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Who is reponsible if university places are cut? watch

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    The government have suggested that university places may be cut if the majority of universities fees are £9000 or close to that. http://www.bbc.co.uk/news/education-13004196

    Who should be responsible if university places are cut?

    Should it be the universities for charging more than the £6000 they were suppose to or the government for cutting teaching grant by 80% so universities have to charge more to make up the short fall?
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    The government, obviously.
    They were the ones who raised the max fees to £9k.
    If they didn't want unis the charge £9k, then they should have had the max as something else.
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    The government for cutting the budget. They didn't raise fees to 9000 they allowed universities to charge that should they wish and then they necessitated it for many places by cutting the budget. This debate is done to death though.....
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    (Original post by WelshBluebird)
    The government, obviously.
    They were the ones who raised the max fees to £9k.
    If they didn't want unis the charge £9k, then they should have had the max as something else.
    The Browne Review recommended no maximum. That doesn't mean he wanted fees to be Infinity Pounds a year.
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    (Original post by L i b)
    The Browne Review recommended no maximum. That doesn't mean he wanted fees to be Infinity Pounds a year.
    But it was bloody obvious that a cap of £9k will mean a large number of unis wanting and trying to charge that. If the government couldn't see that then god help us over the next 4 years.
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    Who is responsible?

    The ones that devalued a University degree with a misguided policy of getting 50% of young people to university.

    The ones that made public sector spending unsustainable.

    Your friends at the Labour Party are responsible.
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    (Original post by Haychee)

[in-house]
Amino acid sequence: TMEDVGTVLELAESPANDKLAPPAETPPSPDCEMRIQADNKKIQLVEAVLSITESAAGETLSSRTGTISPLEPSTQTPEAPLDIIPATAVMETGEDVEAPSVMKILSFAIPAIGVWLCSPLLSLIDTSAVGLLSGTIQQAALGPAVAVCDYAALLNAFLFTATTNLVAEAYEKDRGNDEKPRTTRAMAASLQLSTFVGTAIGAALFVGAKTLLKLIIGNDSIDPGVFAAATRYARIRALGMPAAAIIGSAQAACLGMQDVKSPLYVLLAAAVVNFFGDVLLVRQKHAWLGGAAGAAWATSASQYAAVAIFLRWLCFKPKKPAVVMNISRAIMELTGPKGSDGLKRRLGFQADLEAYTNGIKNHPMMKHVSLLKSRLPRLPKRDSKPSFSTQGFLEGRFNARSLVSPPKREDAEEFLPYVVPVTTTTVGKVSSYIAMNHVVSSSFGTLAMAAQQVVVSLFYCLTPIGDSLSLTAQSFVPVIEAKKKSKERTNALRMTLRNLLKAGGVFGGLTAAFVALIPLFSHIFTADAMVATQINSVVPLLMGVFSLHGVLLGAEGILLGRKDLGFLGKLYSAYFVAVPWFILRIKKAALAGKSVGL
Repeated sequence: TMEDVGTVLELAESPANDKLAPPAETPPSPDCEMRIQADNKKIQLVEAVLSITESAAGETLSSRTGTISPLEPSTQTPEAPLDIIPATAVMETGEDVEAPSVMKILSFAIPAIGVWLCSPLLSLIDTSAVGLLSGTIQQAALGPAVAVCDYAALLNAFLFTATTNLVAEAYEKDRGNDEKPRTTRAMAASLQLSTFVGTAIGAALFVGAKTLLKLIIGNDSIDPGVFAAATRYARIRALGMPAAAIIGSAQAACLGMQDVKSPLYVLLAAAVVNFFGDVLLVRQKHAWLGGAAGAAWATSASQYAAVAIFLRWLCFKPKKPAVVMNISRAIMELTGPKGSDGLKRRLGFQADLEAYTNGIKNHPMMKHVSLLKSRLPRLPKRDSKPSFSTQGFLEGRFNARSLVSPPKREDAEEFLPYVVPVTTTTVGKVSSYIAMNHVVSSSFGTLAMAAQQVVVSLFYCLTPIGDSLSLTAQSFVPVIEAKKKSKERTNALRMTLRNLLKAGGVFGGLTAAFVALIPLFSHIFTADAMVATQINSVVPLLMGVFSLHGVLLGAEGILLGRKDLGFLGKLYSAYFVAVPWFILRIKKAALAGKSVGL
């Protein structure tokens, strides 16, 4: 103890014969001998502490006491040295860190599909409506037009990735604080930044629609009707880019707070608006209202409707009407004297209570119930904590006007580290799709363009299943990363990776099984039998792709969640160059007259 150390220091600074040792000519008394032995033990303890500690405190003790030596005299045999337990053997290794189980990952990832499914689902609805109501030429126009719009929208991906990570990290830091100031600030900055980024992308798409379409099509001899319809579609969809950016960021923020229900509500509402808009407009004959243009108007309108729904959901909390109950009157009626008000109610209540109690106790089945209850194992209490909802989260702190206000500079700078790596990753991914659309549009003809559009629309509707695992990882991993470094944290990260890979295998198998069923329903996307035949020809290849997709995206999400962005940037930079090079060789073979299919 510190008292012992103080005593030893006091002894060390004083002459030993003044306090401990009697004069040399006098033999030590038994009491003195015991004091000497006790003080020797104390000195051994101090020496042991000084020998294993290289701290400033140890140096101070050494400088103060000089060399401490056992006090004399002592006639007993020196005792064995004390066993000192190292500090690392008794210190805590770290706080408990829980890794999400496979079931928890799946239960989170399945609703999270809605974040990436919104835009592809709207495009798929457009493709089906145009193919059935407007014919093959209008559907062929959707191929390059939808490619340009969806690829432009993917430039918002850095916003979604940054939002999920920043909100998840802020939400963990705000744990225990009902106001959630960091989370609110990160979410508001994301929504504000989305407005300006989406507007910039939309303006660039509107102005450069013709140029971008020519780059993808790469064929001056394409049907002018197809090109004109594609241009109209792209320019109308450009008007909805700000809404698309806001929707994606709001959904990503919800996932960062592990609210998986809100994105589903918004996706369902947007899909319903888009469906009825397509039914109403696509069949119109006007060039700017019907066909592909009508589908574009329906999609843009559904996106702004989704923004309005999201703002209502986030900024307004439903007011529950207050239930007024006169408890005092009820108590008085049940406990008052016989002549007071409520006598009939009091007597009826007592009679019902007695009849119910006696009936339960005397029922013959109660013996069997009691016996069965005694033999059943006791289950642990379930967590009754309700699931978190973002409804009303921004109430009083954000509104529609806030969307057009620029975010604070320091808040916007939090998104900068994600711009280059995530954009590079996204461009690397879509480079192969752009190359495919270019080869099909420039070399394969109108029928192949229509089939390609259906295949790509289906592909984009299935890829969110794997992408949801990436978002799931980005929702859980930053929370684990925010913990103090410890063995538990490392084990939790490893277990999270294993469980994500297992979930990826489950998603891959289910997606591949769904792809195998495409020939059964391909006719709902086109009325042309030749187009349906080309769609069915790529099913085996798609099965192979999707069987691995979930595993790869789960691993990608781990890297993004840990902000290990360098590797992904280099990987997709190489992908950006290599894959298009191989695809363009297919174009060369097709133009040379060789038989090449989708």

Who is responsible?

    The ones that devalued a University degree with a misguided policy of getting 50% of young people to university.

    The ones that made public sector spending unsustainable.

    Your friends at the Labour Party are responsible.
    You can use the same argument against the Tories though.
    The ones who expanded the number of universities in the UK by turning the old polytechnics into unis, meaning university was no longer just for the academic.

    At the end of the day both parties are as bad as each other in that regard.
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    (Original post by Maker)
    The government have suggested that university places may be cut if the majority of universities fees are £9000 or close to that. http://www.bbc.co.uk/news/education-13004196

    Who should be responsible if university places are cut?

    Should it be the universities for charging more than the £6000 they were suppose to or the government for cutting teaching grant by 80% so universities have to charge more to make up the short fall?
    Labour are to blame.
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    Labour are to blame by making university the only choice to getting a good well paying job.
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    (Original post by NGC773)
    Labour are to blame by making university the only choice to getting a good well paying job.
    Because of course, the employers who have decided that they just want graduates are blameless :rolleyes:
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    (Original post by tehFrance)
    Labour are to blame.
    Seems overly simplistic.

    You can hardly blame one or the other. The Tories did it Labour pushed the system to the point where it had to be raised.
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    (Original post by WelshBluebird)
    You can use the same argument against the Tories though.